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World’s most deluded new gTLD applicant makes coronavirus pitch

Kevin Murphy, June 29, 2020, Domain Policy

Indian new gTLD applicant Nameshop, which still refuses to accept defeat eight years after its application for .idn was rejected, has a new coronavirus-related pitch to try to persuade ICANN to please, please, give it a gTLD.

You may recall that this company applied for .idn in 2012, overlooking the fact that IDN was banned as the reserved three-letter country code for Indonesia.

Ever since the mistake was noticed, Nameshop has been trying to convince ICANN to let it change its string to .internet, which nobody else applied for, requests that have been repeatedly rejected.

The newest Nameshop plea to ICANN (pdf) pitches .internet as a space where IGOs, NGOs and others could build or host web sites dedicated to coronavirus-related activities.

The company says it wants to:

temporarily — for the length of the pandemic crisis — operate the TLD with a request for heightened involvement of ICANN and the ICANN Community in the interest of making use of the DNS technologies, to help Government Agencies and Communities involve, increase and optimize their efforts to manage the Crisis and the ensuing recovery and renewal.

It wants to offer:

a clean new space for IGOs and NGOs to come together in their efforts to communicate, collaborate, generate solutions and expeditiously resolve the health crisis while also enabling organizations to collaborate on reconstruction efforts

The company says it would not make any money on .internet until after coronavirus is solved.

It’s also offering to set aside a quarter of its profits for good causes.

I don’t know whether Nameshop is motivated by a genuine desire to do good — as so many are during the pandemic crisis — or a sneaky strategy to shame ICANN into giving it its string change. Either way, the plan is pure delusion.

The reason ICANN has continually rejected Nameshop’s request for a string change from .idn to .internet for the last eight years is that it would set a precedent allowing any applicant to apply for any nonsense string and later change it to a desirable, uncontested string.

That hasn’t changed.

But while Nameshop has been tilting at windmills, ICANN has been earning interest on its $185,000 application fee, which I’m sure could be put to a far better use if Nameshop simply requested the full refund ICANN has offered.

Does ICANN have a race problem?

Kevin Murphy, June 29, 2020, Domain Policy

In the wake of the killing of George Floyd, pretty much every corporation and institution in the US, and many elsewhere, have felt the need to make statements or enact changes in order to show how non-racist they are, and it seems ICANN is now no exception.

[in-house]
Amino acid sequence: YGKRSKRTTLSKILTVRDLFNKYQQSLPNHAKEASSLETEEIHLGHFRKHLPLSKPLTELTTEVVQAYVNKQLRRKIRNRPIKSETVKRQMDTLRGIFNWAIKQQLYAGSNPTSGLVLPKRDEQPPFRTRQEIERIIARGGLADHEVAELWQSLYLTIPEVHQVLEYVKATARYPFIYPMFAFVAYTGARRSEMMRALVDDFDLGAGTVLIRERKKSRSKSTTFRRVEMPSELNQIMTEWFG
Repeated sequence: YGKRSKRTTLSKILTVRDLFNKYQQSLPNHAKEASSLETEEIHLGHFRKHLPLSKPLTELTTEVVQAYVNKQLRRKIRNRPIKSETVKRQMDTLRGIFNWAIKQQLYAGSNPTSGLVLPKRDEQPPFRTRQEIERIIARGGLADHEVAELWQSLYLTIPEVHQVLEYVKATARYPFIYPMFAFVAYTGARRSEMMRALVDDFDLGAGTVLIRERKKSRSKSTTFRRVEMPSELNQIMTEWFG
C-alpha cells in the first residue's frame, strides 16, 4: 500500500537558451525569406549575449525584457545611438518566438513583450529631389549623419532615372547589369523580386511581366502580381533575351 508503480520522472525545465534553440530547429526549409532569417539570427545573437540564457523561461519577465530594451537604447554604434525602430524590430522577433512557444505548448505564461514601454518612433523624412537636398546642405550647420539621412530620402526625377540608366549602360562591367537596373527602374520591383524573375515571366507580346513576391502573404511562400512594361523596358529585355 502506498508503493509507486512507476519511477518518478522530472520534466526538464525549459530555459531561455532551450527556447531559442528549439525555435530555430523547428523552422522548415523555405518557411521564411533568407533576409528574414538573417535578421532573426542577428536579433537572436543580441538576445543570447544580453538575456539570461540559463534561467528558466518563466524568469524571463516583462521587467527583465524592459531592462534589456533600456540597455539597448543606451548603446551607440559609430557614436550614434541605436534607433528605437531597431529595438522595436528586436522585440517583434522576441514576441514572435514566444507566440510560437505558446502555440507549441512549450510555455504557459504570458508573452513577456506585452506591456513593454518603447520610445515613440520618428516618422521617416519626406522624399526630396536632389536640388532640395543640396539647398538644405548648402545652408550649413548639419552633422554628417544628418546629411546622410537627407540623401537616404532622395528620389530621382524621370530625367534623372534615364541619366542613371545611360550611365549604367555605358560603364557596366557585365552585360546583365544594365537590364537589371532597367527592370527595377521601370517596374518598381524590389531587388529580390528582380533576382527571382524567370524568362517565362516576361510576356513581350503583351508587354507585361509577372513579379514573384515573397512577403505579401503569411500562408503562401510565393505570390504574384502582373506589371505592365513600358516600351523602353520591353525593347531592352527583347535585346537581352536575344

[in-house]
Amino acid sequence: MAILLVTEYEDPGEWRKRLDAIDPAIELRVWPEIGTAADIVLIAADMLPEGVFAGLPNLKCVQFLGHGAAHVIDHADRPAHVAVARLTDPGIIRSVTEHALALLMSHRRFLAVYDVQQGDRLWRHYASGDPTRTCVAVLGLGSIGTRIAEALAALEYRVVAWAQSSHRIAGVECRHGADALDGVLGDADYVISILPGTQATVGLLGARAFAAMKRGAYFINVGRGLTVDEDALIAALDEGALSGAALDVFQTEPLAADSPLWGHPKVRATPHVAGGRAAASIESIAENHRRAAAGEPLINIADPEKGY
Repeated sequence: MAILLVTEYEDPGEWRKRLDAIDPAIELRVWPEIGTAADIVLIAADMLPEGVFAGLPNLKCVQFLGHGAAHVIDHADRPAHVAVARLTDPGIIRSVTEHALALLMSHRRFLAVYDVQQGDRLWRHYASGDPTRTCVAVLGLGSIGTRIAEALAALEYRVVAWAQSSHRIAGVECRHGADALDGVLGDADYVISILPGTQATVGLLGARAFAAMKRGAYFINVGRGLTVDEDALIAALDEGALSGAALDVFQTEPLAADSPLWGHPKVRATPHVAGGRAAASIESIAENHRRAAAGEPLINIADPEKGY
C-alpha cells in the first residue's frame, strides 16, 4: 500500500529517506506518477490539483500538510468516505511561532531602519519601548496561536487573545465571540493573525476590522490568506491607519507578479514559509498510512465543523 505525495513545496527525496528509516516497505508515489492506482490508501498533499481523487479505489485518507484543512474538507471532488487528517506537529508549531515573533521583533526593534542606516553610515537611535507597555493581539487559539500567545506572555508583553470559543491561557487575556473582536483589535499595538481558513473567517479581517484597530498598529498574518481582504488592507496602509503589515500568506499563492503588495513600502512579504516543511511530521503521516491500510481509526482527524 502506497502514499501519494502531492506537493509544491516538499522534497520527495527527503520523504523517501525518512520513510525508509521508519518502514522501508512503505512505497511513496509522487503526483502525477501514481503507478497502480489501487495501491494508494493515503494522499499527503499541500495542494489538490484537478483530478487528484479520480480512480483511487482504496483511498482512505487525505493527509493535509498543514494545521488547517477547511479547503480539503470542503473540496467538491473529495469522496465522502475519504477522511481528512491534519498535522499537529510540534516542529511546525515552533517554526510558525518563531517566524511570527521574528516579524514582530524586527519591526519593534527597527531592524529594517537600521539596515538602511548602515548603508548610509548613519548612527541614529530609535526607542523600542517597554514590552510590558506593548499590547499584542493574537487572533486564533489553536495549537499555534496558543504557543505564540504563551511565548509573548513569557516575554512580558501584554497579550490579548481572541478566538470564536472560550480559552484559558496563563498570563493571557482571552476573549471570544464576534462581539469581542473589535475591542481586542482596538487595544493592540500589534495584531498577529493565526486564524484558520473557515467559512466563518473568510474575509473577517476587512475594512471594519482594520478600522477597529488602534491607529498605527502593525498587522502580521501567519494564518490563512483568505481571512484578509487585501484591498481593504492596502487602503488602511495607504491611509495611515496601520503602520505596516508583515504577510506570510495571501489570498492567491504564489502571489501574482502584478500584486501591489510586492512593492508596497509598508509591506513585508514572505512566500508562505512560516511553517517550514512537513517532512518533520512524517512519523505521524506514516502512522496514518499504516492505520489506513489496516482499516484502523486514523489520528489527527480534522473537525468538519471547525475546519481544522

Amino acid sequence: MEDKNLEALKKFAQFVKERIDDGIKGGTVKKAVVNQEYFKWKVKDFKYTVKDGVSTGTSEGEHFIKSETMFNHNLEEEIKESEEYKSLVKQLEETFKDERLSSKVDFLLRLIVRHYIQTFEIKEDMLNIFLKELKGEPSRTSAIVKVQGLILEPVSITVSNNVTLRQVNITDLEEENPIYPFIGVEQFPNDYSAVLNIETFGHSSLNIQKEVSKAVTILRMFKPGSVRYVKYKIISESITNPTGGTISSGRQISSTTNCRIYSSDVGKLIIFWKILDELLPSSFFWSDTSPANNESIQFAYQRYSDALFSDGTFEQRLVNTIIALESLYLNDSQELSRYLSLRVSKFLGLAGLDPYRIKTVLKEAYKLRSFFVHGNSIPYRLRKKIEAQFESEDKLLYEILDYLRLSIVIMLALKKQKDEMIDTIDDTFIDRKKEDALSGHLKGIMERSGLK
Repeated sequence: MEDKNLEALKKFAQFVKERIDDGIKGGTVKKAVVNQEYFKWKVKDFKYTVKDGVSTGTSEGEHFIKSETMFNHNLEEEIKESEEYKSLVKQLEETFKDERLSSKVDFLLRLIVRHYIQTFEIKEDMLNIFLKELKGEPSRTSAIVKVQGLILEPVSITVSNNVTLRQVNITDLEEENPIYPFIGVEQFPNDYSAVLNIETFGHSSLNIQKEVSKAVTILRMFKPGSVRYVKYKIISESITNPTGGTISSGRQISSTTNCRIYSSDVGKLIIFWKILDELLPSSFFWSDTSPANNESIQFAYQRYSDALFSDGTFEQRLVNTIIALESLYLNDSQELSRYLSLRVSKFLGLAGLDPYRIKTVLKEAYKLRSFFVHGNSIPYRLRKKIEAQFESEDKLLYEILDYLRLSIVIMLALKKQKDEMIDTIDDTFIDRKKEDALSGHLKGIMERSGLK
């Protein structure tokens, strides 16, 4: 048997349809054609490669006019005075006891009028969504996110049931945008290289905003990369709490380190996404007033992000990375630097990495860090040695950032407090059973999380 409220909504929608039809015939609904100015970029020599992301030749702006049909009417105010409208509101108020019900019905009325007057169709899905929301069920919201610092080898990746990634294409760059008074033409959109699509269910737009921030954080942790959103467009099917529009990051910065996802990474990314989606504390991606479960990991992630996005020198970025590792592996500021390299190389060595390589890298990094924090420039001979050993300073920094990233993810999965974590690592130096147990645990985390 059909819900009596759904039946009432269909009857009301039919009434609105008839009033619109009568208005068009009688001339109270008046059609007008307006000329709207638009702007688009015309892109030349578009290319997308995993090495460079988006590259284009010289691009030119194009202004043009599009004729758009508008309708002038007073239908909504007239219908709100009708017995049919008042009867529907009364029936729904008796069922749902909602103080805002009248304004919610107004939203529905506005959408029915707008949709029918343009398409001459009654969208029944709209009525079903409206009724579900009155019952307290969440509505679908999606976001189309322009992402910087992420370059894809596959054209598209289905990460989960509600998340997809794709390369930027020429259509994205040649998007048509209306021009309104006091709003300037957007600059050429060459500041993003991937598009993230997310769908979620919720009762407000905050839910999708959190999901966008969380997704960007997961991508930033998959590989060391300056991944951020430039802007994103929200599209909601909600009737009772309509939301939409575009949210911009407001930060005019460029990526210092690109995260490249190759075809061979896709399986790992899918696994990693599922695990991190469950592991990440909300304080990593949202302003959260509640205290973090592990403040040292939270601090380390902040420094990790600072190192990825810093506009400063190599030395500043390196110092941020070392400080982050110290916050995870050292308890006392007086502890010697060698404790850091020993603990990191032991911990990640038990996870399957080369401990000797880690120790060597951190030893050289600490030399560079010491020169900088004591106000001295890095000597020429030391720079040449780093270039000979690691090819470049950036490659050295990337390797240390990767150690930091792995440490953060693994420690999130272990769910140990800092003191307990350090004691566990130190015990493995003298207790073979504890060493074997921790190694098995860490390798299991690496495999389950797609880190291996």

The org issued a statement from CEO Göran Marby late last week in which he denounced racism and said ICANN was committed to establishing a set of “guiding principles” to govern “diversity and inclusion”.

I found the statement rather odd. Does ICANN have a racism problem that needs addressing?

I don’t think it does. At least, I’ve never even heard so much as a rumor about such behavior, never mind a confirmed case.

I’ve been scratching my head to think of any examples of ICANN being accused of racism, and the only one I can come up with is a minor controversy 10 years ago when an early draft of the new gTLD Applicant Guidebook banned “terrorism”.

Some Muslim community members complained that the word could be perceived as “racist” and it was eventually removed.

Around the same time, a handful of community members (as well as yours truly) were accused by the head of unsuccessful .africa applicant DotConnectAfrica of being part of a racist conspiracy against the company, but to the best of my recollection we never invited ICANN staff to our meetings.

But that’s basically it.

ICANN already has diversity baked into its power hierarchies. Members of the board of directors and other committees have to be geographically diverse, which will usually lead to racial diversity, for example.

A great many of its senior leaders have been (at least under some definitions) “people of color”. There doesn’t appear to be a glass ceiling.

It’s also got its Expected Standards of Behavior, a system of codified politeness used in community interactions, which explicitly forbids racial discrimination.

The broader community is global, has no ethnic majority, and is self-selecting. Anyone with the means can show up to a public meeting, dial into a remote meeting, or join a working group, regardless of race or origin.

Statistics show that whenever an ICANN meeting is held in Africa or Asia, the largest groupings of participants are African or Asian.

Of course, maybe with such diversity comes problems. There are words that are considered offensive in some parts of the world that are perfectly acceptable in others, for example, but I’ve never heard of any instances of this kind of culture clash.

But is there actual racism going on at ICANN HQ? Marby’s post says:

We will open a facilitated dialogue to support our employees, to ensure that racial bias and discrimination, or bias of any kind, have no place in our workforce. We need to be comfortable having uncomfortable conversations so that we can address the unconscious and conscious ways in which systemic racism is perpetuated. We need to listen more to Black people and people of color to learn about how these issues impact them each and every day. And we need to continue to take meaningful actions to address inequality.

That suggests that either ICANN is aware of some sort of systemic racial bias among its staff, or that it wants to hunt it down and snuff it out before it becomes a bigger issue.

Or they could just be empty words designed to pay lip service to this stuff.

As the world burns, ICANN gives its richest execs huge pay rises

Kevin Murphy, June 24, 2020, Domain Policy

ICANN has just given some of its highest-ranking and richest execs pay rises of up to 15%, even as the world stands on the brink of a global recession and ICANN is predicting its own budget is on the verge of huge shrinkage.